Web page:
You are officially invited to join me on this journey toward honing my craft. The first and most obvious change is the makeover I've given Vintage Betrothal. I was up until 1:30 am Tuesday, searching and agonizing to find the perfect background for our exploration of queens, jewelry, and transformation.

I was going for feminine, vintage, romantic, rich, and classy. Sadly, I was unable find all of these at Cutest Blog on the Block, so I turned to Shabby Blogs. Both offer top-quality, totally free blog backgrounds and other blog enhancement features. Very cool!

Another recent change I've made is removing Google ads completely. When you come to my blog, I want you to feel welcome, taken care of, encouraged, and nurtured. Just as I would hate for you to encounter pushy sales people in my office or living room, I don't want them bugging you while you're here. I will continue to include the beauties in the sidebars with links to my brother's business, Weston Jewelry. They are a hallmark of Vintage Betrothal. Not to mention that his bling is the best bling for the best prices. One last change for this week, six paragraphs. No more, no less.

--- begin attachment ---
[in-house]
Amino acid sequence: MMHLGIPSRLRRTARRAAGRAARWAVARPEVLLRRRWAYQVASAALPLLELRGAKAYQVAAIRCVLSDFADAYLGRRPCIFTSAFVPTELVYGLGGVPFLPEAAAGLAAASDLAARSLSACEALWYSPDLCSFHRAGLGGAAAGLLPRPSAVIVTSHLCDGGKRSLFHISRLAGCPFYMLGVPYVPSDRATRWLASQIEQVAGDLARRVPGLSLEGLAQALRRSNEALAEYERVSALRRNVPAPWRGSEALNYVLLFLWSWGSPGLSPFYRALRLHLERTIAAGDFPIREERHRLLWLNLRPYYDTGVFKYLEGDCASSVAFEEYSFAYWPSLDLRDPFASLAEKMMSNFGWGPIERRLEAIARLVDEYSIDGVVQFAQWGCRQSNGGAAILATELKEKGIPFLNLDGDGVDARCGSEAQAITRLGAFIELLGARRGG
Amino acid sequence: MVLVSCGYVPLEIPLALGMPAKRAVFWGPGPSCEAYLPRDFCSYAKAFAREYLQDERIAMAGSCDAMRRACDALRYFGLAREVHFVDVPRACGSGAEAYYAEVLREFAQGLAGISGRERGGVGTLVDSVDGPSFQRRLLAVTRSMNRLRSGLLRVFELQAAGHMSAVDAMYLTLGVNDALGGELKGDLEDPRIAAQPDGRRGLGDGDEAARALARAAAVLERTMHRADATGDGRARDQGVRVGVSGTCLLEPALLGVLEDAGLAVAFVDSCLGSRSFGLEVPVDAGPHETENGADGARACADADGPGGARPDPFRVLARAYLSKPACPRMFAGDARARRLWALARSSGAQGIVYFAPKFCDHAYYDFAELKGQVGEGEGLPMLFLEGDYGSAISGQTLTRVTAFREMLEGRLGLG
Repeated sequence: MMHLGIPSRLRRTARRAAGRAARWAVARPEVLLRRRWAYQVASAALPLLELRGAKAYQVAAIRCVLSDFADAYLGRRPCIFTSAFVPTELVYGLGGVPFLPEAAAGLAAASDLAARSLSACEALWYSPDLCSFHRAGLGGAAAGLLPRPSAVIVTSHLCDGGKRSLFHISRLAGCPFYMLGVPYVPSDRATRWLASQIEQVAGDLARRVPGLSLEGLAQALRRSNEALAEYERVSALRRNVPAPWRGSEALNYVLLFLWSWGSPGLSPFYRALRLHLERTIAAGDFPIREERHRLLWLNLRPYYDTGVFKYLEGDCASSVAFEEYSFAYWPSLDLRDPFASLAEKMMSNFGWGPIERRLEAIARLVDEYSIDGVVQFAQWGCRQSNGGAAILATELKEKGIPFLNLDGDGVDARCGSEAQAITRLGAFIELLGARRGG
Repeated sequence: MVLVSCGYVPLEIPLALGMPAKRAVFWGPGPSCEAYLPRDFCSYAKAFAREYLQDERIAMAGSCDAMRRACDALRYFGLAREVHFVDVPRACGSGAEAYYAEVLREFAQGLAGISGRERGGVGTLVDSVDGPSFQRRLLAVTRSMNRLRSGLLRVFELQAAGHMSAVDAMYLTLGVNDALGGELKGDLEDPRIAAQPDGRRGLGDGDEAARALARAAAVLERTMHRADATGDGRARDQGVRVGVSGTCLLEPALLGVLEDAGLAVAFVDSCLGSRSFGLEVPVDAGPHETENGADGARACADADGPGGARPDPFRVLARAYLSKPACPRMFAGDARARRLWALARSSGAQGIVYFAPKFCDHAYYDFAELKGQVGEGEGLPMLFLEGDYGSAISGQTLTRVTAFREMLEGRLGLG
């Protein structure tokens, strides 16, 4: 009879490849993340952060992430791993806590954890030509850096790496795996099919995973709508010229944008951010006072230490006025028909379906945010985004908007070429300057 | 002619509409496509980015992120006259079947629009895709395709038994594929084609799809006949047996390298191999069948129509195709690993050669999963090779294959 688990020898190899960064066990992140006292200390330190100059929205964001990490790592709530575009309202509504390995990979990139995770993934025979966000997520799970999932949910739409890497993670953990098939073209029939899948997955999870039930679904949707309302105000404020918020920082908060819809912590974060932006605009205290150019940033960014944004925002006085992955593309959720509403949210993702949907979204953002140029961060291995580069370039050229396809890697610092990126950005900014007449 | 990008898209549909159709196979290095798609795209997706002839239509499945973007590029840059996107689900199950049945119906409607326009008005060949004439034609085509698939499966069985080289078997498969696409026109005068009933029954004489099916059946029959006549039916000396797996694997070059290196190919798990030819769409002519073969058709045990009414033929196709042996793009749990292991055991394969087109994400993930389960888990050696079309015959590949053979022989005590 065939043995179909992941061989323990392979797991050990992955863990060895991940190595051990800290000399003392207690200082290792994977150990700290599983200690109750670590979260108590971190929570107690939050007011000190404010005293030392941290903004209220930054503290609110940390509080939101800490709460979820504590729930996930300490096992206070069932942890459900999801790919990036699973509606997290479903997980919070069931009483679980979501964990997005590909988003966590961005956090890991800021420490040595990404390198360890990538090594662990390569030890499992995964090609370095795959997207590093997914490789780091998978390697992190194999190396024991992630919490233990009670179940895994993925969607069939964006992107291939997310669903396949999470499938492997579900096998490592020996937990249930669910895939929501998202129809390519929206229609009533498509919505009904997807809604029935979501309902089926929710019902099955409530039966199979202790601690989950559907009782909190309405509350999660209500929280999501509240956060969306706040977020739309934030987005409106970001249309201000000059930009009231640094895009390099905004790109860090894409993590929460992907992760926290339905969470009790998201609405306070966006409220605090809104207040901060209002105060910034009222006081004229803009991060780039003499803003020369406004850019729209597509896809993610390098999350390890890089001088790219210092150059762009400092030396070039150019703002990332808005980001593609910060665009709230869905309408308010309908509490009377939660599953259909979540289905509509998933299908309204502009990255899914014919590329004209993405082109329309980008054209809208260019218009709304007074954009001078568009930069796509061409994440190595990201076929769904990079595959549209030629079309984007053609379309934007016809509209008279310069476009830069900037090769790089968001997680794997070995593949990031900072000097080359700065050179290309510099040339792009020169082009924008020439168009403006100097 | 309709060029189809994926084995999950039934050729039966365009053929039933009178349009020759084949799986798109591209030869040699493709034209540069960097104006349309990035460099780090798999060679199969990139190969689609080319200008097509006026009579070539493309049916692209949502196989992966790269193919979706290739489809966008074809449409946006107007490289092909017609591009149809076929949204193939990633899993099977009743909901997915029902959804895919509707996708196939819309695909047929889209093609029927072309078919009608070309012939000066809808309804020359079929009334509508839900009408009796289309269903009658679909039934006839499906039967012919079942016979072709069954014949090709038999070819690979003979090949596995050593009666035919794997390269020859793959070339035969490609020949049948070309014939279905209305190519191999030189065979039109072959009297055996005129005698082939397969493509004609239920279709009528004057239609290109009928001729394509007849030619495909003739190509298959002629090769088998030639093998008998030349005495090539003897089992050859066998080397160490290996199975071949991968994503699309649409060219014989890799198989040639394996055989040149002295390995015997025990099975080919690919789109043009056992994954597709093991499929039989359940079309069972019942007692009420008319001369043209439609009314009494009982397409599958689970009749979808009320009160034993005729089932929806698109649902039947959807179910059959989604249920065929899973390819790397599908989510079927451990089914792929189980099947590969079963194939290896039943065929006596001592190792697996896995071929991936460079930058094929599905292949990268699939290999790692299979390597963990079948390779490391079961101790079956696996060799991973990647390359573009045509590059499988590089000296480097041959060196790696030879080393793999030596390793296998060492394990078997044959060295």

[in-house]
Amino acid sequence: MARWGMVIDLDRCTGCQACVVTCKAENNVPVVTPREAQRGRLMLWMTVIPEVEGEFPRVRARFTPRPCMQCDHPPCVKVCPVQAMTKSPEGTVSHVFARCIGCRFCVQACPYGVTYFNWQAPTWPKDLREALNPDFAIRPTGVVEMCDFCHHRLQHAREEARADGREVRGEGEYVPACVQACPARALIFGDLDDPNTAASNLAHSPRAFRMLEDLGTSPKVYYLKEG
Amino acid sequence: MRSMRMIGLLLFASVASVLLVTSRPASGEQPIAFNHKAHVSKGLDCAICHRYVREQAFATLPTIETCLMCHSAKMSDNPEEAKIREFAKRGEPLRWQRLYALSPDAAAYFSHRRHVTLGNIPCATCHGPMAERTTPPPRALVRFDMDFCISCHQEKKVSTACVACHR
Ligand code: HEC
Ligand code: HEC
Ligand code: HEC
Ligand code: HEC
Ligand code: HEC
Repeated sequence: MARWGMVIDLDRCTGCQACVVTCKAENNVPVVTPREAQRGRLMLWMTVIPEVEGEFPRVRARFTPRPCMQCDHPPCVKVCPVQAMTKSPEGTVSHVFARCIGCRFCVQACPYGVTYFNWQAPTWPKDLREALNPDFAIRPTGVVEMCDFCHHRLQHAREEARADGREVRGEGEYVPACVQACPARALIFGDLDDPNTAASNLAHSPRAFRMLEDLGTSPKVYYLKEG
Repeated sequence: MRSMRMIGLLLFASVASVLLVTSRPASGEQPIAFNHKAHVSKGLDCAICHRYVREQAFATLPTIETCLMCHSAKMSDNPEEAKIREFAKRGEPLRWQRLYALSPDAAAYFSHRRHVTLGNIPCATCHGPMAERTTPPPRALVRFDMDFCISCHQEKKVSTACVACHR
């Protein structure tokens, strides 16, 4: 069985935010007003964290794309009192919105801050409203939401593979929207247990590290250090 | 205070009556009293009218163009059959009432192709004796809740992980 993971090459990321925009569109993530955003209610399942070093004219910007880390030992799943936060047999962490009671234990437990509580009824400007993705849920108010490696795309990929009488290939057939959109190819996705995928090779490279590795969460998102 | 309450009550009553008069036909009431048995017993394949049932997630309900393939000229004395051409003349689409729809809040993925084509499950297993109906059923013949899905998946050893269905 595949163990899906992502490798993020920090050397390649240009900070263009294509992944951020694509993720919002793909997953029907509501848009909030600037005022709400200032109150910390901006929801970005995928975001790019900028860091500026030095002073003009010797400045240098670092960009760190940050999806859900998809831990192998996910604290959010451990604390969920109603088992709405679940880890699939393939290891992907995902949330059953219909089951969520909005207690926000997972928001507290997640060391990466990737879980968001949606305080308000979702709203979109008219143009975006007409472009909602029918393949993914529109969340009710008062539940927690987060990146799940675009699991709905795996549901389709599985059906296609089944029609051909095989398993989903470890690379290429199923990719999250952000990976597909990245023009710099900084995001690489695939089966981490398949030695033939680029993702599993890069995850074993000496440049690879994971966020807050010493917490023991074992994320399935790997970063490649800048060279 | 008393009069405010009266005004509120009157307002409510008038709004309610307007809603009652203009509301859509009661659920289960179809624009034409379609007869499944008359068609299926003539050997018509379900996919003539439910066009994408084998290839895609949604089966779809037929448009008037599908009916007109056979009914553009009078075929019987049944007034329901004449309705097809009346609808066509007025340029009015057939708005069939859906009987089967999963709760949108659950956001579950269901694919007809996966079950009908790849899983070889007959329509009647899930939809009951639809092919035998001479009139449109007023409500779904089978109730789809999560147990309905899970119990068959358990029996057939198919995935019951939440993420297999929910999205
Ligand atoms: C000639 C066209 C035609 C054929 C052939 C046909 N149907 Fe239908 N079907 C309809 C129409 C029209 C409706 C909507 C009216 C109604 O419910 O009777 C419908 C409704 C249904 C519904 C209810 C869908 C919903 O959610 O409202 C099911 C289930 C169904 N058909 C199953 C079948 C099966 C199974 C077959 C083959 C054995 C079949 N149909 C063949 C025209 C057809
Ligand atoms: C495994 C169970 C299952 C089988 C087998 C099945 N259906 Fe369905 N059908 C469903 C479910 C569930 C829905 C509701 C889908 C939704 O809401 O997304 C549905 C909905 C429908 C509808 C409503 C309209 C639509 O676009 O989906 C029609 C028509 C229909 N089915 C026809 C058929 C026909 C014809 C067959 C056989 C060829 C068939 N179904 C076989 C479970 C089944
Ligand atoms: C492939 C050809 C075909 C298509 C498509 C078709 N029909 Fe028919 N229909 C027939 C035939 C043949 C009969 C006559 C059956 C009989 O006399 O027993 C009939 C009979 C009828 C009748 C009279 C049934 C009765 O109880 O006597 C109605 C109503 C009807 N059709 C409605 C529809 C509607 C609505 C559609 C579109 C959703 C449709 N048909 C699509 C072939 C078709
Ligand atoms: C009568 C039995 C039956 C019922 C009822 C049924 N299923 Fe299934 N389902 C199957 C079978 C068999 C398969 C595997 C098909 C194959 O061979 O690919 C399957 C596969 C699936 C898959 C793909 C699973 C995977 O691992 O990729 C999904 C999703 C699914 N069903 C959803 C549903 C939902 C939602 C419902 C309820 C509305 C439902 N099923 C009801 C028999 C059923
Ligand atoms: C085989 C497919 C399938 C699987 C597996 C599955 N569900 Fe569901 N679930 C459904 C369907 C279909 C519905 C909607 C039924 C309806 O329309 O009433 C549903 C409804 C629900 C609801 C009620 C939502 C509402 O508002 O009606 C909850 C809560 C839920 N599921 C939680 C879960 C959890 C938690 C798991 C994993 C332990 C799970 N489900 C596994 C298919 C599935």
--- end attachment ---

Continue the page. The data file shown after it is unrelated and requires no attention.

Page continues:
Until next time...

Peace & Joy,

Tuesday, September 20, 2011

Making Changes

Dubai Under Construction
I'm experimenting with some different layouts and colors. I welcome your feedback, especially if it is in any way hard to read. Thank you for your patience as I try different things on.

Wednesday, September 14, 2011

Revisiting "Tackling Fear"

Victorian Era Cocktail Ring
I promised you some conclusions based on the evidence, and I'm ready to share my thoughts. Before I go there, though, I remind you that Queen Victoria is a deep and vast well to plumb. Her complicated history and the tragedies that impacted her life are not trite to me, and I in no way mean to diminish her pain and suffering. Nor do I fault her for the decisions she made. I am simply attempting to mine the gold for those of us who still have an opportunity to change the course of our lives. If we are to learn every lesson we can from her life, we must go down this dark path and find the treasure buried beneath the rubble.